Maia McCormick

Programmer, writer, nerd

The Joys of SPARQL: An RDF Query Language

I’ve been working with SPARQL a bunch for my OPW project, and found it very slow going at first. SPARQL is apparently one of those little-loved languages that doesn’t have much in the way of tutorials or lay-speak-explanations online—pretty much all I could find were the language’s official docs, where were super technical and near-impossible for a beginner to slog through. Hell, I didn’t even understand what the language did—how could I read the technical specs?

So, I decided to take a step towards remedying this problem. This post won’t actually teach you how to use SPARQL—others do that better than I, and I provide some links at the bottom of the post—but it’s intended to be a primer on how SPARQL works, and what the data you might use it on looks like. (This is a blog-ified version of a Hacker School Thursday Talk presentation given on 2/5/15.)

What is SPARQL?

It’s like SQL, but with extra unicorns. Sparkly Unicorn

No really, what is SPARQL?

Besides a query language with a really ridiculous name?

SPARQL is a (recursive) acronym standing for: SPARQL Protocol and RDF Query Language.

It’s a query language, like SQL, that you use to poke around in your data and find the bits of it that you want. Unlike SQL, which queries tables, SPARQL queries data stored in a different way: a Resource Description Framework (or RDF).

What is RDF?

SQL expects data to be in tables, like this: SQL Table

But SPARQL works with data organized like this: RDF Web

A single row in the SQL table is a collection of bits of information about that one entity (in this case, a person); the web below is another way of visualizing that information. Each bit of information is contained in a subject/predicate/object triple.

Subject/Predicate/Object Triples

SUBJECTPREDICATEOBJECT

This convention plays off of English grammar constructs [fn: and probably lots of other languages too, but I don’t know enough linguistics to make any sort of comprehensive claim] grammar constructs. In English, we can make a sentence like this:

The humanthrowsthe ball.

The human is the subject, throws is the predicate (verb-like thing), and the ball is the object. Likewise, we can express any cell from a SQL table in the same way:

Maiahas favorite color equal torainbow.

Where Maia (the thing we’re referring to—the row in the SQL table representing an entity) is the subject, has favorite color equal to is the predicate (think of this as the property name, or put another way, the column header), and rainbow is the object (the value of that property for the given entity). In diagram form, it would sort of look like this:

RDF in color #1

Only, this is not quite accurate. Maia is not its own entity; it’s a human-readable identifier (what we mortals call a first name) for some entity stored in your computer. This entity hasFirstName Maia just like it hasFavoriteColor Rainbow. So in reality, the visual representation would look more like this:

RDF in color #2

<aabbcc>—the alphanumeric string we give to our entity to represent it and so we can track all of its associated properties and value—is called a Uniform Resource Identifier, or URI. (Not to be confused with Uniform Resource Locators, or URLs. A URL tells you the location of the entity in question, where as the URI is the name the computer has given to our entity; think of a URI as a name and a URL as an address.)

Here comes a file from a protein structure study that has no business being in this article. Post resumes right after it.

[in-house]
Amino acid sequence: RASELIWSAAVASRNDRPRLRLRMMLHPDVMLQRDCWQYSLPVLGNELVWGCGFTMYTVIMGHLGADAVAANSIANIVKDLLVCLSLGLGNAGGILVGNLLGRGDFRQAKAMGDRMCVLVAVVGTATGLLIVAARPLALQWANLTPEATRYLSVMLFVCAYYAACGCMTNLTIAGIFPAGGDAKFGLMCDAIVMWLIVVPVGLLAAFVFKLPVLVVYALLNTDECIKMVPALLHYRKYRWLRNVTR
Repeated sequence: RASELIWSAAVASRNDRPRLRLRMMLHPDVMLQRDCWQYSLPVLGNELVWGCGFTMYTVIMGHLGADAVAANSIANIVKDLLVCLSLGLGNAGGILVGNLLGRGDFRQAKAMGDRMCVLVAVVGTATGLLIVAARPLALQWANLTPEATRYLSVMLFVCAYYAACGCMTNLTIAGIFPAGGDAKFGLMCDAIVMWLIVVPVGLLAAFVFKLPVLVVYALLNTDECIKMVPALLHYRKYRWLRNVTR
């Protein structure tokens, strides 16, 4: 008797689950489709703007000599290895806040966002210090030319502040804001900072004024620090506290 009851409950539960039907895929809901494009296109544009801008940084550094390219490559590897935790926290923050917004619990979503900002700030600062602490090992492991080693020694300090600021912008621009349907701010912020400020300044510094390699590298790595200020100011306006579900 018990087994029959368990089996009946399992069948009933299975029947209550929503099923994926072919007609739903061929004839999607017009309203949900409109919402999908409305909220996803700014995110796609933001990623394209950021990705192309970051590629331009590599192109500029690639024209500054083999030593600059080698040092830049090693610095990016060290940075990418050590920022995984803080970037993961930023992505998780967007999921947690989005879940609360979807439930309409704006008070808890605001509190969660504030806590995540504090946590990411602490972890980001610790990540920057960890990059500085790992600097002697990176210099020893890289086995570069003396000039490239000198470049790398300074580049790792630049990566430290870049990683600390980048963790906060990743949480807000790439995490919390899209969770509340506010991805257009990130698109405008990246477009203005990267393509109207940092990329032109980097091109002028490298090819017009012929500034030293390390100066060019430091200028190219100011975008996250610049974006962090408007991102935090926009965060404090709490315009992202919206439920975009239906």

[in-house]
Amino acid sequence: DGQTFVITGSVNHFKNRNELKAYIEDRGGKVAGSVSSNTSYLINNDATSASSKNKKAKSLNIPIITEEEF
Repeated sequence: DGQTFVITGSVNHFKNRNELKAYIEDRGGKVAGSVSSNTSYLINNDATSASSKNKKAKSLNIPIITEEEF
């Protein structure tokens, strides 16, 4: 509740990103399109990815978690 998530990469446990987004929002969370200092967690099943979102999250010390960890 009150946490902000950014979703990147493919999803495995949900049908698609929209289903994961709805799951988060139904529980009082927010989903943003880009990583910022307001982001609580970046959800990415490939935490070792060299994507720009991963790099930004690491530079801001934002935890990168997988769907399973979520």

What Does a Query Look Like, Anyway?

The first thing to know is that SPARQL objects and properties aren’t invented at random. When you’re using SPARQL, you work with a predefined set of classes (e.g. contact, email address, etc.) and properties (e.g. hasFirstName, dateAdded, etc.), collectively called an ontology. Generally, systems will use a combination of the standard ontologies floating around the web (GNOME Tracker, for instance uses this collection of ontologies, someone putting together a contacts list might use foaf). I also assume you can make your own, though I’ve never experimented with this. Ontologies are identified by a prefix (and if you’re writing your own queries from scratch, you’ll have to set the prefixes with a link to the ontology on the interwebs)… The point being, in English, you might get confused between “has first name” and “has name” and “is named” and “has given name”… but in SPARQL, there will be only one name for that property (presumably something like foaf:givenName).

Anyway, what does a query look like? It looks something like this:

SELECT ?a ?b ?c
WHERE {
    ...
}
ORDER BY ?a
LIMIT X

Basically, you select some stuff (SELECT ?a ?b ?c as specified by the conditions in your WHERE clause—possibly including some FILTER statements) which you can then do a handful of operations on: ordering by one or more of the values, capping the number of results you want, etc.

But that was (obviously) an extremely sketchy description, and as I warned you, I’m not going to go into any more detail in this post. Others have tackled this material better than I—I learned most of what I knew about SPARQL at the very beginning from Dr. Noureddin Sadawi’s Simple SPARQL Tutorial, in which he plays around with Bob DuCharme’s sample code. Check out their stuff to learn what queries actually look like, and all the cool stuff you can do with them. I hope this has been at least somewhat enlightening; thanks for tuning in!

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